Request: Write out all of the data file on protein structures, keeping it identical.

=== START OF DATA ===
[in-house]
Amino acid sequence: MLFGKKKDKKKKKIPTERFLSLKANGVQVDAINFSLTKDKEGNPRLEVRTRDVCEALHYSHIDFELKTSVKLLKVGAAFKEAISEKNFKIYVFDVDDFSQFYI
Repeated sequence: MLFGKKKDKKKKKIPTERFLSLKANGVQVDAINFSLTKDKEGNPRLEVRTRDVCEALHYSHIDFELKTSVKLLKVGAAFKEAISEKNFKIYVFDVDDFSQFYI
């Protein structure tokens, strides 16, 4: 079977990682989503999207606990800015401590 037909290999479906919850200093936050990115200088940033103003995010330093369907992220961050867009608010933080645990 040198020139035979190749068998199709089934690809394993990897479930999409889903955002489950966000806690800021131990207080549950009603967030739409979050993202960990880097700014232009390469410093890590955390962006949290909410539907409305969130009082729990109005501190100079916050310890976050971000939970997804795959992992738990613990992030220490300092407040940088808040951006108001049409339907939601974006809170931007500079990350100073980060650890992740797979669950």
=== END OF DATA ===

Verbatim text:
[in-house]
Amino acid sequence: MLFGKKKDKKKKKIPTERFLSLKANGVQVDAINFSLTKDKEGNPRLEVRTRDVCEALHYSHIDFELKTSVKLLKVGAAFKEAISEKNFKIYVFDVDDFSQFYI
Repeated sequence: MLFGKKKDKKKKKIPTERFLSLKANGVQVDAINFSLTKDKEGNPRLEVRTRDVCEALHYSHIDFELKTSVKLLKVGAAFKEAISEKNFKIYVFDVDDFSQFYI
């Protein structure tokens, strides 16, 4: 079977990682989503999207606990800015401590 037909290999479906919850200093936050990115200088940033103003995010330093369907992220961050867009608010933080645990 040198020139035979190749068998199709089934690809394993990897479930999409889903955002489950966000806690800021131990207080549950009603967030739409979050993202960990880097700014232009390469410093890590955390962006949290909410539907409305969130009082729990109005501190100079916050310890976050971000939970997804795959992992738990613990992030220490300092407040940088808040951006108001049409339907939601974006809170931007500079990350100073980060650890992740797979669950």